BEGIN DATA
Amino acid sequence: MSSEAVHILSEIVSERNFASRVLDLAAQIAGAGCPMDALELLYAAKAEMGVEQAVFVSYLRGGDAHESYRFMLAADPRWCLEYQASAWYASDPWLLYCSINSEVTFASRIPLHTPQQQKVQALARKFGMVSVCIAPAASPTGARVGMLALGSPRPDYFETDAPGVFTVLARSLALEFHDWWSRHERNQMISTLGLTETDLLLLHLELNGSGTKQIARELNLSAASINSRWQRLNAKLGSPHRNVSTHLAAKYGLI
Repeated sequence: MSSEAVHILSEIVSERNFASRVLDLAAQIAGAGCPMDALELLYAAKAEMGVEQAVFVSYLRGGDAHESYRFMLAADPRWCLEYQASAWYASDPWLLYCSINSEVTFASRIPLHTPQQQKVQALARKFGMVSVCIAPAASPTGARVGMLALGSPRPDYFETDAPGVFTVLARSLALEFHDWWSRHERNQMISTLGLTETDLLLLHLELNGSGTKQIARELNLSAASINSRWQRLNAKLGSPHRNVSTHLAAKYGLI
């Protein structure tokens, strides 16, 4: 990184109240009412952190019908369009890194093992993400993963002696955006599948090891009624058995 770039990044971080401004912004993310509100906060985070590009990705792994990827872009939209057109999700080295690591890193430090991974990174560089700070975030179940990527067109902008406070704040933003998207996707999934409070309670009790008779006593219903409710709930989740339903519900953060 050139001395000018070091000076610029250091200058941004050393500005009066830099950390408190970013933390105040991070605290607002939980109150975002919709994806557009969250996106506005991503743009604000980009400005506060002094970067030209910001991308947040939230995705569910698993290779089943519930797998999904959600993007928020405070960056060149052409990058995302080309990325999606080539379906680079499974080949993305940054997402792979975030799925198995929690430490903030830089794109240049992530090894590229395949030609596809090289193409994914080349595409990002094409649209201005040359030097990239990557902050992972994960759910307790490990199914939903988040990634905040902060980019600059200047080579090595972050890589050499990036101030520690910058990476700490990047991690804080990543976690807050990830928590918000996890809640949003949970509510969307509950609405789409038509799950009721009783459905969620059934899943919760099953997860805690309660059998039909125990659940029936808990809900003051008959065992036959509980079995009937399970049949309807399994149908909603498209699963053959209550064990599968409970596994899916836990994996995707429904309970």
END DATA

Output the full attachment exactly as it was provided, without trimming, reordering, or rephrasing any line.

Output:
Amino acid sequence: MSSEAVHILSEIVSERNFASRVLDLAAQIAGAGCPMDALELLYAAKAEMGVEQAVFVSYLRGGDAHESYRFMLAADPRWCLEYQASAWYASDPWLLYCSINSEVTFASRIPLHTPQQQKVQALARKFGMVSVCIAPAASPTGARVGMLALGSPRPDYFETDAPGVFTVLARSLALEFHDWWSRHERNQMISTLGLTETDLLLLHLELNGSGTKQIARELNLSAASINSRWQRLNAKLGSPHRNVSTHLAAKYGLI
Repeated sequence: MSSEAVHILSEIVSERNFASRVLDLAAQIAGAGCPMDALELLYAAKAEMGVEQAVFVSYLRGGDAHESYRFMLAADPRWCLEYQASAWYASDPWLLYCSINSEVTFASRIPLHTPQQQKVQALARKFGMVSVCIAPAASPTGARVGMLALGSPRPDYFETDAPGVFTVLARSLALEFHDWWSRHERNQMISTLGLTETDLLLLHLELNGSGTKQIARELNLSAASINSRWQRLNAKLGSPHRNVSTHLAAKYGLI
């Protein structure tokens, strides 16, 4: 990184109240009412952190019908369009890194093992993400993963002696955006599948090891009624058995 770039990044971080401004912004993310509100906060985070590009990705792994990827872009939209057109999700080295690591890193430090991974990174560089700070975030179940990527067109902008406070704040933003998207996707999934409070309670009790008779006593219903409710709930989740339903519900953060 050139001395000018070091000076610029250091200058941004050393500005009066830099950390408190970013933390105040991070605290607002939980109150975002919709994806557009969250996106506005991503743009604000980009400005506060002094970067030209910001991308947040939230995705569910698993290779089943519930797998999904959600993007928020405070960056060149052409990058995302080309990325999606080539379906680079499974080949993305940054997402792979975030799925198995929690430490903030830089794109240049992530090894590229395949030609596809090289193409994914080349595409990002094409649209201005040359030097990239990557902050992972994960759910307790490990199914939903988040990634905040902060980019600059200047080579090595972050890589050499990036101030520690910058990476700490990047991690804080990543976690807050990830928590918000996890809640949003949970509510969307509950609405789409038509799950009721009783459905969620059934899943919760099953997860805690309660059998039909125990659940029936808990809900003051008959065992036959509980079995009937399970049949309807399994149908909603498209699963053959209550064990599968409970596994899916836990994996995707429904309970």